Why this story matters:
In Orléans, every spring a young woman rides a horse inside the city to commemorate Joan of Arc's victory.
But this year, the organizing committee unleashed a wave of racist fury by choosing a teenager of African and Polish origin.
Part of the population was appalled at the online hate directed at the young woman, and an investigation for "public provocation to discrimination and racial hate" was opened.
But despite the attacks, Edey Gamassou played her role during the traditional celebrations on April 29. She says racist comments did not affect her:
I was not that affected, because Joan of Arc was also insulted, called a foreigner and a witch by her enemies and the French themselves, who didn't want to be defended by a young girl and didn't take her seriously. So I told myself I was going through the same thing.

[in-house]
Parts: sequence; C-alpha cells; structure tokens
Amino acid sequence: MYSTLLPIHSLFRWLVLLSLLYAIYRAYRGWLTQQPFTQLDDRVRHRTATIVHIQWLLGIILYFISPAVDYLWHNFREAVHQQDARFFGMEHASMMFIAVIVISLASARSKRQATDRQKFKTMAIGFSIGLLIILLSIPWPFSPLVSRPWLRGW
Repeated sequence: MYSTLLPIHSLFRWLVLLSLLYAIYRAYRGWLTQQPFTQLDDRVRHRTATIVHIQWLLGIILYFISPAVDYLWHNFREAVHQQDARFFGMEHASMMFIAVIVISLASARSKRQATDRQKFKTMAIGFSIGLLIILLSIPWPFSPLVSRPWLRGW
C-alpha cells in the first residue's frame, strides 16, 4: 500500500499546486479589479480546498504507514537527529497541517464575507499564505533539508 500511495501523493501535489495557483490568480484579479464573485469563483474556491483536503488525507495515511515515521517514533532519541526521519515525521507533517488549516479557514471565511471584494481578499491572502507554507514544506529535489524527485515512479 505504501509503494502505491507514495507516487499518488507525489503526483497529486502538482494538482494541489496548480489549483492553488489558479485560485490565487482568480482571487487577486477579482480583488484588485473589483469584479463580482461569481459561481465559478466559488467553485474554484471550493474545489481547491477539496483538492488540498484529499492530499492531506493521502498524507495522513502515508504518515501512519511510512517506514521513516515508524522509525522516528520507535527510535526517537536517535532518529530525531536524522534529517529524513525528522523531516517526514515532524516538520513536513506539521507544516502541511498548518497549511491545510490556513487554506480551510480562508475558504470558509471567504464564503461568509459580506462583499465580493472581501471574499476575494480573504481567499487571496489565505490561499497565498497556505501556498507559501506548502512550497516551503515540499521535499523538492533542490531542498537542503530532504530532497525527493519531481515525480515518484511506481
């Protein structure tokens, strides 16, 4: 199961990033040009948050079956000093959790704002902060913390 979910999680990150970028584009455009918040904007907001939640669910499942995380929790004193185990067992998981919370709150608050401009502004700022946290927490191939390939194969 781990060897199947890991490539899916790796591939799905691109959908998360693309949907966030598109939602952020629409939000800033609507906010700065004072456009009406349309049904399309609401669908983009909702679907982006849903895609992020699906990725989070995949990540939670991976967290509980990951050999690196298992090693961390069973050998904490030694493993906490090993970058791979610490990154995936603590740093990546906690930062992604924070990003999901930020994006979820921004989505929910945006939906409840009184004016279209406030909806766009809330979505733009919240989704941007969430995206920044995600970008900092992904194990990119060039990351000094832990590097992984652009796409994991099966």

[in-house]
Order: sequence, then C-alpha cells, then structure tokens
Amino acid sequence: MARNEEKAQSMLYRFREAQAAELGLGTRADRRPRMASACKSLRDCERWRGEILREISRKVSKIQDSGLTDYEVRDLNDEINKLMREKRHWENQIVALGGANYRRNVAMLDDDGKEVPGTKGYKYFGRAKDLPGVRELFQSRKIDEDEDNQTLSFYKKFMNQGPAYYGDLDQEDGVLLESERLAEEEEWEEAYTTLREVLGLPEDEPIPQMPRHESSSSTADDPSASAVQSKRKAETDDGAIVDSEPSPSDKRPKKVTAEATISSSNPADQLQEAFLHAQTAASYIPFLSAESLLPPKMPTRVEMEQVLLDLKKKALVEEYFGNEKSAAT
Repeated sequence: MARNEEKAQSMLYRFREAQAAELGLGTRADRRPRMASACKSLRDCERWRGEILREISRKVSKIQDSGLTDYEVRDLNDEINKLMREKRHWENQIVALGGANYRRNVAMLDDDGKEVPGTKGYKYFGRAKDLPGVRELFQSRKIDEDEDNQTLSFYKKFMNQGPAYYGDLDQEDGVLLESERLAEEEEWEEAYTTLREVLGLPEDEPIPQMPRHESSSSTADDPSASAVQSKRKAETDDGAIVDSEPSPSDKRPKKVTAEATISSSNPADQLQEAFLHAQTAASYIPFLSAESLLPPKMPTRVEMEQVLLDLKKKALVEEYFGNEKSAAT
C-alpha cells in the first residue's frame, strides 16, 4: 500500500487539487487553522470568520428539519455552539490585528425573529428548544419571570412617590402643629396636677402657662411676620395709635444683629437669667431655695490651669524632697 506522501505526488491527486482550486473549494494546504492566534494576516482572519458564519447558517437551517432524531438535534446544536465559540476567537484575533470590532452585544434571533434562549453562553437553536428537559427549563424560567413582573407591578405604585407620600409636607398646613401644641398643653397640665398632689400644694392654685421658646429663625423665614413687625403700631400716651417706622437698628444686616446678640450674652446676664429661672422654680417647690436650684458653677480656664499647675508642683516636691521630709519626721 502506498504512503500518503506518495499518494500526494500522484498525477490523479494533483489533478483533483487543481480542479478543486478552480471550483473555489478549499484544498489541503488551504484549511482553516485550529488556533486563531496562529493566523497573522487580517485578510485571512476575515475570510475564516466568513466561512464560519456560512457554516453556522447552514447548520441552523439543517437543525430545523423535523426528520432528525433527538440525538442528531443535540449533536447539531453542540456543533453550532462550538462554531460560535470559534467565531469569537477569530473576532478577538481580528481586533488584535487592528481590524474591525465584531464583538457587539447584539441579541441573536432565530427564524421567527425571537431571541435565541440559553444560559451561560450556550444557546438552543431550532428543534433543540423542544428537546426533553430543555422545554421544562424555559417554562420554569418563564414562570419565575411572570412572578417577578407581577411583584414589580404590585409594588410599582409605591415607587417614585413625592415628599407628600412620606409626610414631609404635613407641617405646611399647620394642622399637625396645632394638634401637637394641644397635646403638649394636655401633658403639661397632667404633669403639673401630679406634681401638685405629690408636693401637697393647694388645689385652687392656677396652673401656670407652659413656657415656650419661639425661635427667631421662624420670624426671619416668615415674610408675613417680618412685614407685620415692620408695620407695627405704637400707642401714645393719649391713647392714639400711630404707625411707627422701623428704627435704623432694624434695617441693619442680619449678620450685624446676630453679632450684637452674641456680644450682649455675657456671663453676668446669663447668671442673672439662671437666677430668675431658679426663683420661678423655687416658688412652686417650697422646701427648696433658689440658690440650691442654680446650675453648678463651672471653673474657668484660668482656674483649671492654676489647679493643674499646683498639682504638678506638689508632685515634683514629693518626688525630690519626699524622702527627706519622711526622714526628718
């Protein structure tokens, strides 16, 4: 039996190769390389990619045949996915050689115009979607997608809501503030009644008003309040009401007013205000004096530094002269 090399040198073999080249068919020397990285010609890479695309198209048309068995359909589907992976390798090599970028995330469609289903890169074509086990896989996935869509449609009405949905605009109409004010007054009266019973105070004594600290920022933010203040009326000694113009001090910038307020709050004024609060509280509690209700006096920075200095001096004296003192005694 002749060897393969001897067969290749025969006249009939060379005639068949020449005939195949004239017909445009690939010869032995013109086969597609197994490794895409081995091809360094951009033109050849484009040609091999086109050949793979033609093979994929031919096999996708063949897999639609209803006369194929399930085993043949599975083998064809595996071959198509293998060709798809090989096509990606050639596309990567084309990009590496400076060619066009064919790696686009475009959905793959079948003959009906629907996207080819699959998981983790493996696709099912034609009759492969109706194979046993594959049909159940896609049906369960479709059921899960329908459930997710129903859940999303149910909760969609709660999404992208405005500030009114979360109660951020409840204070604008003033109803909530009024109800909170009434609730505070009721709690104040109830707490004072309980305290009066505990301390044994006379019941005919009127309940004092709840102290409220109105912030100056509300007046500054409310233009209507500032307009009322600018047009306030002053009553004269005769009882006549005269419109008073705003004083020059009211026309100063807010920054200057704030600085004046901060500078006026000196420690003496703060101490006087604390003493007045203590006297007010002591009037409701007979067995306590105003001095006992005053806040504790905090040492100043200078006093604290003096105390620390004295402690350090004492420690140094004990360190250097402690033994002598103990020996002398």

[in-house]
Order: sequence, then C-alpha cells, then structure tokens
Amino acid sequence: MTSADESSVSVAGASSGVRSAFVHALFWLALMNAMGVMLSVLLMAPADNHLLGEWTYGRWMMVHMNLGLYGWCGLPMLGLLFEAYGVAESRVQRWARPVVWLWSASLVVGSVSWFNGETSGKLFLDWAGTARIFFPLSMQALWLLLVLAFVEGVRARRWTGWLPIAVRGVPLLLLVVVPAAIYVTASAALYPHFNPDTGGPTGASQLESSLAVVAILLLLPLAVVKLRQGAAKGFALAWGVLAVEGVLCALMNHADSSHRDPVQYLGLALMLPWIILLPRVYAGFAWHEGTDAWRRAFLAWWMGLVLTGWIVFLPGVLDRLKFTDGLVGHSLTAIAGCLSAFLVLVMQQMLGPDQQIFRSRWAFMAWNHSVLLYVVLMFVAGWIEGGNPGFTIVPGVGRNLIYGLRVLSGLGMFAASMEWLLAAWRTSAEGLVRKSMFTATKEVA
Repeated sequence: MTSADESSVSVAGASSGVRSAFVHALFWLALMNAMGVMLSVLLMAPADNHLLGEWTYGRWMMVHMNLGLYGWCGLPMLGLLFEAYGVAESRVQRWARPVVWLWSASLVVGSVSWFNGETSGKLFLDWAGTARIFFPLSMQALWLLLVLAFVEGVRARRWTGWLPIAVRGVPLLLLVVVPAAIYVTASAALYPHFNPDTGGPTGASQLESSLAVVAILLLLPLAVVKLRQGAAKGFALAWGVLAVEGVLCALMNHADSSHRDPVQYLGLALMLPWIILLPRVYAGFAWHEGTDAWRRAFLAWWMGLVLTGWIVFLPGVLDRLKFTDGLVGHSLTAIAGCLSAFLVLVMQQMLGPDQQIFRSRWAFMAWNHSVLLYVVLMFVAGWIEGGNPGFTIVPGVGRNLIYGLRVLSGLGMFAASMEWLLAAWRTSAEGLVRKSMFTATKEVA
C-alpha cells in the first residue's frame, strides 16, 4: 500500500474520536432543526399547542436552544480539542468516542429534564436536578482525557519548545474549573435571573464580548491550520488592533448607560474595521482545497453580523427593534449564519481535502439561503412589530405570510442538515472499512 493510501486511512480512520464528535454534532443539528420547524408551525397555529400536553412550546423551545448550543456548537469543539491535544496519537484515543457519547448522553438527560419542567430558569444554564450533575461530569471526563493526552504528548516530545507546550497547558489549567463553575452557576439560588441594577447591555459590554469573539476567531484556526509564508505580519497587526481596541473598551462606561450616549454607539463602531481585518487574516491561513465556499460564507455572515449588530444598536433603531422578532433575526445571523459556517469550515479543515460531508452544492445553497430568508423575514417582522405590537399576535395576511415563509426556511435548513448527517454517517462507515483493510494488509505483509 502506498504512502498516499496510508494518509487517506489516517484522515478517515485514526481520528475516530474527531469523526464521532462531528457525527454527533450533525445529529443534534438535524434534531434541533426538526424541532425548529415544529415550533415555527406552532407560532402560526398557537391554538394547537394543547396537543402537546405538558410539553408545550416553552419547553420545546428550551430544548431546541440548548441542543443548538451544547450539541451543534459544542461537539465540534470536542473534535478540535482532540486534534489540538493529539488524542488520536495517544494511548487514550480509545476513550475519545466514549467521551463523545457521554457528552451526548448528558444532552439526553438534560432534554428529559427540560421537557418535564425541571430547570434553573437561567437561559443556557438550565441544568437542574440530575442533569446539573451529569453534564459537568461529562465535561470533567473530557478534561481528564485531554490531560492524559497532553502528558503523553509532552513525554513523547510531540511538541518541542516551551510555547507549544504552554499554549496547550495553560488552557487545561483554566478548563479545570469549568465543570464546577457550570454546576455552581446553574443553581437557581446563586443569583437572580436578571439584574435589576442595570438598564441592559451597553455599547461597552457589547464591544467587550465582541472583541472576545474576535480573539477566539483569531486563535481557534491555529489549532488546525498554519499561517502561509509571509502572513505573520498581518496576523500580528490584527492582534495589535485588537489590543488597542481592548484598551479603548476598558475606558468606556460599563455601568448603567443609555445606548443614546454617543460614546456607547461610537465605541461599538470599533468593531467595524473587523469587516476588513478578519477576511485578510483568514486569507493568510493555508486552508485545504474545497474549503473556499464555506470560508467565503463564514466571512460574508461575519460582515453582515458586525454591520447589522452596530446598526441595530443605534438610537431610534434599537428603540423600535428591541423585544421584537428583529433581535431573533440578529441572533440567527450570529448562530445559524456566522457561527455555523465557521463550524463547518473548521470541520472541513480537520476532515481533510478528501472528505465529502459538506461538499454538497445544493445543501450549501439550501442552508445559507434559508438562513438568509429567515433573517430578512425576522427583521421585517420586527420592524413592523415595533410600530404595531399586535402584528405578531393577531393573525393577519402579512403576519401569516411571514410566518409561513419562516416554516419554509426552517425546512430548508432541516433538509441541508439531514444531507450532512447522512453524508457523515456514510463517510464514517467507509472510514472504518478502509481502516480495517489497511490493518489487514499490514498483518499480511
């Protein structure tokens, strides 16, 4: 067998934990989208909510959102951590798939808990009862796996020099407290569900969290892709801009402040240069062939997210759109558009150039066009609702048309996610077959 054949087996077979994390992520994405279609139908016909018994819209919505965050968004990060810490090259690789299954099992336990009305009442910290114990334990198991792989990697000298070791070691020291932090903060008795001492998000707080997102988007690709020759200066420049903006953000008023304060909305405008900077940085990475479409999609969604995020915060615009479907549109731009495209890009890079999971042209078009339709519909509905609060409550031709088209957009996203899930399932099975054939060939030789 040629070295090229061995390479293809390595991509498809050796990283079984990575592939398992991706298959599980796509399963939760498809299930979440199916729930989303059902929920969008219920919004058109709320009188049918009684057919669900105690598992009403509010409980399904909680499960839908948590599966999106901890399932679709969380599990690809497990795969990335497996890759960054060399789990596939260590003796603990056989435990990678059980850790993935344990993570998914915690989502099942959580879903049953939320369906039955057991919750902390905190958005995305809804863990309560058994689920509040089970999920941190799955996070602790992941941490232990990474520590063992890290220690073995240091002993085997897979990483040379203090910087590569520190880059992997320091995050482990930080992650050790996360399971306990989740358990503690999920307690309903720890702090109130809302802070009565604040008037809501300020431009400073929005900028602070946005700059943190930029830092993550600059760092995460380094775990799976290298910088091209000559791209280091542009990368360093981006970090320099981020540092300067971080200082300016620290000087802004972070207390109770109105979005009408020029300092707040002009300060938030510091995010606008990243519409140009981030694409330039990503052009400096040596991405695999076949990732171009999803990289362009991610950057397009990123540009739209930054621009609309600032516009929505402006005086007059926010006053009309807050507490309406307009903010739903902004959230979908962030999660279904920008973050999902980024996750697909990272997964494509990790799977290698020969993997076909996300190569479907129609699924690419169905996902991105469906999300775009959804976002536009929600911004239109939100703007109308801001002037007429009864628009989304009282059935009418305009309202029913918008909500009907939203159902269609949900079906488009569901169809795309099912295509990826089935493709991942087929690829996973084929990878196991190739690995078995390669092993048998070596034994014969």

The lesson here is twofold. First, racism is still an issue in France if some can't accept that a black person would represent a French symbol. And second, when Mathilde Edey Gamassou refused to step down, she gave all of France an example of what we should strive to become.
Details from the story:
- Mathilde Edey Gamassou, whose parents are of Polish and Beninese origin, was chosen to personify Joan of Arc for the annual festivities of Orléans.
- The 17 year-old teenager had to face racist comments because of the color of her skin.
- Called "fêtes johanniques" in French, the festival celebrates Joan of Arc's victory against England in April 1429.